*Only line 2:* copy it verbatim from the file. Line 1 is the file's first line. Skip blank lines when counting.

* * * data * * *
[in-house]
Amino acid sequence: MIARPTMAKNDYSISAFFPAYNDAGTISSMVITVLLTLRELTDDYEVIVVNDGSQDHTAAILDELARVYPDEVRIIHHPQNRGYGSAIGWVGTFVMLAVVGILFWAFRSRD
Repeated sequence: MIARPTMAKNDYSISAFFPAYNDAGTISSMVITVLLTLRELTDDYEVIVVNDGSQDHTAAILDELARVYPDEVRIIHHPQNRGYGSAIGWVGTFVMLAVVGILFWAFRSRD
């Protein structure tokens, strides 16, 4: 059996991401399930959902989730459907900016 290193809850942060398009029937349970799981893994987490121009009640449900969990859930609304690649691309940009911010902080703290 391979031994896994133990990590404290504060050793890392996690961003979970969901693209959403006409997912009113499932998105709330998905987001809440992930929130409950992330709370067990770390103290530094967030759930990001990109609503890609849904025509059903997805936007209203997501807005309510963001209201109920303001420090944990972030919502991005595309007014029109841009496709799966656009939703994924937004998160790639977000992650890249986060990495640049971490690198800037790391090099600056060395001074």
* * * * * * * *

Amino acid sequence: MIARPTMAKNDYSISAFFPAYNDAGTISSMVITVLLTLRELTDDYEVIVVNDGSQDHTAAILDELARVYPDEVRIIHHPQNRGYGSAIGWVGTFVMLAVVGILFWAFRSRD